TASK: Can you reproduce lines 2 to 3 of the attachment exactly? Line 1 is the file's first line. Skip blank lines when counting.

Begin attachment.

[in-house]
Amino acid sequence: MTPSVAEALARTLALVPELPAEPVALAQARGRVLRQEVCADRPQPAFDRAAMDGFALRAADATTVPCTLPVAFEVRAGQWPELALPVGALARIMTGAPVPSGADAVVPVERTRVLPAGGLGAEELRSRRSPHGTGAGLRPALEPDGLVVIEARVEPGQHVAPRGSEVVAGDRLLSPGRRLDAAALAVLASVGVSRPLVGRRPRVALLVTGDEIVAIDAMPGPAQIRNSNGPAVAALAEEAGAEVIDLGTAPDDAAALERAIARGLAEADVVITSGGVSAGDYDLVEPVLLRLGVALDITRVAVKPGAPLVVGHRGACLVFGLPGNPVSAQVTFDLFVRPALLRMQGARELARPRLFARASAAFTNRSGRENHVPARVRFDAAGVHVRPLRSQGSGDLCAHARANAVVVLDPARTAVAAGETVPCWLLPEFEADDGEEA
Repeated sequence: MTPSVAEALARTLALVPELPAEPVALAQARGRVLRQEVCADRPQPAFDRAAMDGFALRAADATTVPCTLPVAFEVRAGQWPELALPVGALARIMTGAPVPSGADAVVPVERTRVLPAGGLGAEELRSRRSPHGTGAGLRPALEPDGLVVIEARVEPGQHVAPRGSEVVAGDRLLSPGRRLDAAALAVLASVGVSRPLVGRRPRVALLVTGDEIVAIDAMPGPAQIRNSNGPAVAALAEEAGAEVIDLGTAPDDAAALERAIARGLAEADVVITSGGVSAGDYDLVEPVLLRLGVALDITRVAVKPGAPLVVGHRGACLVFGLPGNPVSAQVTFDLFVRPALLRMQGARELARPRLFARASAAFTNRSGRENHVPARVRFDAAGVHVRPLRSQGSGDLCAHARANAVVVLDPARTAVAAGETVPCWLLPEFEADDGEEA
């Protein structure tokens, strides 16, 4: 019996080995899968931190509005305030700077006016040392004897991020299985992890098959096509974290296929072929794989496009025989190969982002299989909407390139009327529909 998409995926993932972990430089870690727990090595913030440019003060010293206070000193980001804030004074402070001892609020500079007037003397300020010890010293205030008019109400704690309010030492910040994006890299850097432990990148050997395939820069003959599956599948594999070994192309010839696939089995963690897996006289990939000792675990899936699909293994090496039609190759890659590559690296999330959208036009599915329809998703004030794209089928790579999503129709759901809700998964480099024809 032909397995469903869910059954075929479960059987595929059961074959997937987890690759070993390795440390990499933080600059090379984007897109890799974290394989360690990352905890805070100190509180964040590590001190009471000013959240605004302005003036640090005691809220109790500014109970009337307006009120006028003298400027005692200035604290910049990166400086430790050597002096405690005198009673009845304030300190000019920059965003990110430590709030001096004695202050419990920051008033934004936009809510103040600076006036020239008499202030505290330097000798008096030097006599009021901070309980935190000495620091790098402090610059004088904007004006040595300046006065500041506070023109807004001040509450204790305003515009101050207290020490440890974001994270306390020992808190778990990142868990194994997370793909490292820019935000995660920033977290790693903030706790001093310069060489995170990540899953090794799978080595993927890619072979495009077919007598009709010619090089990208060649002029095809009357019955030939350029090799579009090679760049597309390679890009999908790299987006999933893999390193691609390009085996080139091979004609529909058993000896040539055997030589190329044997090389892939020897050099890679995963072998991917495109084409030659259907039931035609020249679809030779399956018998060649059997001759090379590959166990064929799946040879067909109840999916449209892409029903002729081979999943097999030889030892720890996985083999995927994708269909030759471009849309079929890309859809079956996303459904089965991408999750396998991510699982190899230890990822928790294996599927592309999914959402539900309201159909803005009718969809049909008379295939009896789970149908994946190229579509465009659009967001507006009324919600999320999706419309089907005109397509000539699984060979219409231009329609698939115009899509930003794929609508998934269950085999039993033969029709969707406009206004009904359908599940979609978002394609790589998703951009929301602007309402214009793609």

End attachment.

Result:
Amino acid sequence: MTPSVAEALARTLALVPELPAEPVALAQARGRVLRQEVCADRPQPAFDRAAMDGFALRAADATTVPCTLPVAFEVRAGQWPELALPVGALARIMTGAPVPSGADAVVPVERTRVLPAGGLGAEELRSRRSPHGTGAGLRPALEPDGLVVIEARVEPGQHVAPRGSEVVAGDRLLSPGRRLDAAALAVLASVGVSRPLVGRRPRVALLVTGDEIVAIDAMPGPAQIRNSNGPAVAALAEEAGAEVIDLGTAPDDAAALERAIARGLAEADVVITSGGVSAGDYDLVEPVLLRLGVALDITRVAVKPGAPLVVGHRGACLVFGLPGNPVSAQVTFDLFVRPALLRMQGARELARPRLFARASAAFTNRSGRENHVPARVRFDAAGVHVRPLRSQGSGDLCAHARANAVVVLDPARTAVAAGETVPCWLLPEFEADDGEEA
Repeated sequence: MTPSVAEALARTLALVPELPAEPVALAQARGRVLRQEVCADRPQPAFDRAAMDGFALRAADATTVPCTLPVAFEVRAGQWPELALPVGALARIMTGAPVPSGADAVVPVERTRVLPAGGLGAEELRSRRSPHGTGAGLRPALEPDGLVVIEARVEPGQHVAPRGSEVVAGDRLLSPGRRLDAAALAVLASVGVSRPLVGRRPRVALLVTGDEIVAIDAMPGPAQIRNSNGPAVAALAEEAGAEVIDLGTAPDDAAALERAIARGLAEADVVITSGGVSAGDYDLVEPVLLRLGVALDITRVAVKPGAPLVVGHRGACLVFGLPGNPVSAQVTFDLFVRPALLRMQGARELARPRLFARASAAFTNRSGRENHVPARVRFDAAGVHVRPLRSQGSGDLCAHARANAVVVLDPARTAVAAGETVPCWLLPEFEADDGEEA